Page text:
As well as having an almost identical plot and runtime, Perfectos Desconocidos also replicated the box office success of the Italian original, becoming the second highest-grossing Spanish language film in Spain in 2017, and making $31 million overall on an estimated $4 million budget. This financial lightning striking twice led to the Perfect Strangers idea getting treated like The Office TV show 15 years ago, with dozens of countries now interested in producing their own versions.

2018 was the year things really took off, with remakes releasing in Turkey, France, Mexico, China, Hungry and South Korea. The basic story of Perfect Strangers allows for a short, simple and cheap production, and can be relocated almost anywhere in the world just by changing background details. It makes it easy for countries to recreate a proven, successful idea for domestic audiences that often have to put up with dubbed American blockbusters crowding out local movie theatres. It helps that the film’s themes seem to be universally applicable as well.

Director Lee Jae-kyoo seamlessly transposed the concept across cultures for the South Korean remake, titled Intimate Strangers. This version is still about as enjoyable as the original, proving the film can work outside of a European setting despite differences in social norms. Once again the style, production design and cultural references are localised (there’s a lot of talk of military service in this one) but it’s surprising just how malleable the conceit is. It seems every country has its fair share of middle class couples who lead secret lives, and whose various relationships hang by the thread of a misplaced text.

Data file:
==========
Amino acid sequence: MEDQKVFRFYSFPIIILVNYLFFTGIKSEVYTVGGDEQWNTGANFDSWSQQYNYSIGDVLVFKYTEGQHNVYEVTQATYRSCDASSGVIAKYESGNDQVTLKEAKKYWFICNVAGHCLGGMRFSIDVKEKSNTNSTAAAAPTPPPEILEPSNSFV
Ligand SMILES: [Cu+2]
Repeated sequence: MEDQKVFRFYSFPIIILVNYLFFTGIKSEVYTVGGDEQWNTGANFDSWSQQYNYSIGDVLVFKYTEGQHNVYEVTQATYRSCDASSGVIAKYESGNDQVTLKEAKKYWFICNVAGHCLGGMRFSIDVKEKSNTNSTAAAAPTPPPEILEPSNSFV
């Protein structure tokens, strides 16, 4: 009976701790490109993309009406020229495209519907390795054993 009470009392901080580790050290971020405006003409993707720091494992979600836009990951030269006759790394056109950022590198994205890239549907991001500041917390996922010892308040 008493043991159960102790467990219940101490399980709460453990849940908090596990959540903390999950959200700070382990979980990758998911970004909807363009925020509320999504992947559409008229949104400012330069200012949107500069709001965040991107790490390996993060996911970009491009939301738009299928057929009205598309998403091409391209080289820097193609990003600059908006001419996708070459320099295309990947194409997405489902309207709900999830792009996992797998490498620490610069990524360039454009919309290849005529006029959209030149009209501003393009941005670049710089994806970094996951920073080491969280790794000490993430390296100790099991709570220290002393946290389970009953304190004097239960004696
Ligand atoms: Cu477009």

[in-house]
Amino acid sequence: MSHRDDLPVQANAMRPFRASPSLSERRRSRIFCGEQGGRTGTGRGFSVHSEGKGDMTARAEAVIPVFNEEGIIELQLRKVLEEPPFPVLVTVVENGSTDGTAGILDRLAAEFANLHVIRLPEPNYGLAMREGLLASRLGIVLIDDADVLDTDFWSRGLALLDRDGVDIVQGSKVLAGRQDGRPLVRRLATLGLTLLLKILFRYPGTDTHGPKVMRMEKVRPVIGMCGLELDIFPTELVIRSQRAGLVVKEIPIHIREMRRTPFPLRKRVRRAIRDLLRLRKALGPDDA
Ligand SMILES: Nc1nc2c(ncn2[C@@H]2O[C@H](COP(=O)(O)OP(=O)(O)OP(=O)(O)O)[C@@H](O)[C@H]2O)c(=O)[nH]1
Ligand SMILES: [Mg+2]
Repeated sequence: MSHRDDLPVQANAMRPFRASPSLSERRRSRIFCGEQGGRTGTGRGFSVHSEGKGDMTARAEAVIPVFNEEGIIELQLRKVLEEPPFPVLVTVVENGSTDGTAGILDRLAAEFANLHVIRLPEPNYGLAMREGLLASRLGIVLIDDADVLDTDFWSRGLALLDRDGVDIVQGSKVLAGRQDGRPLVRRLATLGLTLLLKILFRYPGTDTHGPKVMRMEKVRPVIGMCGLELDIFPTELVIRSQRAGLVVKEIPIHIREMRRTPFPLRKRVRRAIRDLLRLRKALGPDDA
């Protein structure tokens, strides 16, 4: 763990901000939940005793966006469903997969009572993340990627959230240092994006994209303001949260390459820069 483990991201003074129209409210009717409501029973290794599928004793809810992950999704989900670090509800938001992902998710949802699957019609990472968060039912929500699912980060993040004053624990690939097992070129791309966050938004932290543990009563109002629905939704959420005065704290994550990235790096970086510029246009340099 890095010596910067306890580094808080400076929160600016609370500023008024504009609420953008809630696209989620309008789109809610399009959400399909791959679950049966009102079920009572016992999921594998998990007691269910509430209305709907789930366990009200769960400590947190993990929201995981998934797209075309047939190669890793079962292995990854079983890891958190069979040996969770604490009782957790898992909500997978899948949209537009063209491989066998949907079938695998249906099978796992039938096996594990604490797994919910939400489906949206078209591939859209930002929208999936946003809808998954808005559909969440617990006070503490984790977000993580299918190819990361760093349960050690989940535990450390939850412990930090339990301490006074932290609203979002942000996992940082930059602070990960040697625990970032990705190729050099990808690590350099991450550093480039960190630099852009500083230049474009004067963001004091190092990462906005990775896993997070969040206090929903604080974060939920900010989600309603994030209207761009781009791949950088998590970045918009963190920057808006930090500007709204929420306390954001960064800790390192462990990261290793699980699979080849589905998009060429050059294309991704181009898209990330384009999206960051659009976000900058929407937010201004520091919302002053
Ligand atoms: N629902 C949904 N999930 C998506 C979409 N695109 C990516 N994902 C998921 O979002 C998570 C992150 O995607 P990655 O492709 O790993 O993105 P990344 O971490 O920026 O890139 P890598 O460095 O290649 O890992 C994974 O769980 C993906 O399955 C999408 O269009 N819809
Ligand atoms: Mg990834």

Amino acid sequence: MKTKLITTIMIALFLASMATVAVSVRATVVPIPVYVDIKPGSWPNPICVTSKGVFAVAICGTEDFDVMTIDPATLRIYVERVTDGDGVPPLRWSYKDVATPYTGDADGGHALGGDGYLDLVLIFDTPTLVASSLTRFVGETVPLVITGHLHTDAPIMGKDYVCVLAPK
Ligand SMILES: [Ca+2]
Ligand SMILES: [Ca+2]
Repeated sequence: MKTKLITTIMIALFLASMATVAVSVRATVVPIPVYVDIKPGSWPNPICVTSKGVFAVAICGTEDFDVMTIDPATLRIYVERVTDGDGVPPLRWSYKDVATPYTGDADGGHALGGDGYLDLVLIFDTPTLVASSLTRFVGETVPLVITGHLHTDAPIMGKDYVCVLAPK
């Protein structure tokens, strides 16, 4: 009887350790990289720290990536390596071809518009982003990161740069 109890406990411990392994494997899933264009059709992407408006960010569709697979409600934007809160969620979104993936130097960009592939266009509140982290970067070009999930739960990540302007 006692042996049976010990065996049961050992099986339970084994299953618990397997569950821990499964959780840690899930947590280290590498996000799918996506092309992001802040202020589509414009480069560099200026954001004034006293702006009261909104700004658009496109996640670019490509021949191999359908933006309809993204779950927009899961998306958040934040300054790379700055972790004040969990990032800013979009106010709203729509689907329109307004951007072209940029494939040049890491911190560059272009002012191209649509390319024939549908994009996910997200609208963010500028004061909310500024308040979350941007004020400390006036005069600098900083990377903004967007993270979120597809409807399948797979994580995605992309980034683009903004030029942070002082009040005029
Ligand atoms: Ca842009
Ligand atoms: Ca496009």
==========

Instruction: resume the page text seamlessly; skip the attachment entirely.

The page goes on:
Most of the remakes follow this trend of sticking very close to the original script while changing some of the window dressing. The overall tone changes slightly with different directors as well, but compared to other frequently remade stories there’s a lot of uniformity in the Perfect Strangers cannon. Think of how different the four A Star Is Born films are, or the various adaptations of Robin Hood. Usually with a remake part of the appeal is seeing a filmmaker put a new spin on a familiar tale, but with Perfect Strangers merely changing the language and location is enough.

Lee Jae-kyoo’s version grossed nearly $40 million US, almost eight times its budget, indicating that this premise still has legs, as long as you can find new countries to show it to. Since then there have been versions made in Russia, Armenia, Poland, Germany, Vietnam, Japan, Slovakia and Israel, with more on the way.

Ultimately I think the original film’s down-the-middle approach was what helped it find a wider international audience. The premise has just enough controversy without really offending anyone, just enough cutting edge while still leaving on a positive note, just enough twists and turns without being too clever for its own good. The themes are broad enough to resonate with most contemporary audiences, from almost any background; I mean who can really resist looking through other people’s phones? It’s a story that’s easy to make, easy to localise, and the original creators seem to have no problem liberally giving out the rights to different studios. Add all that together plus a bit of chance and you get the most remade movie of all time, one many of us haven’t heard of.

Most versions of Perfect Strangers are a bit hard to get your hands on if you live in the UK or US, but I’d recommend checking a couple out if you get the chance, just to see what all the international fuss is about. And if you can’t find one have a little patience, odds are a local remake will be hitting your shores before too long….

Thank you for visiting! If you’d like to support our attempts to make a non-clickbaity movie website:

Follow Film Stories on Twitter here, and on Facebook here.

Buy our Film Stories and Film Stories Junior print magazines here.

Become a Patron here.

Related Posts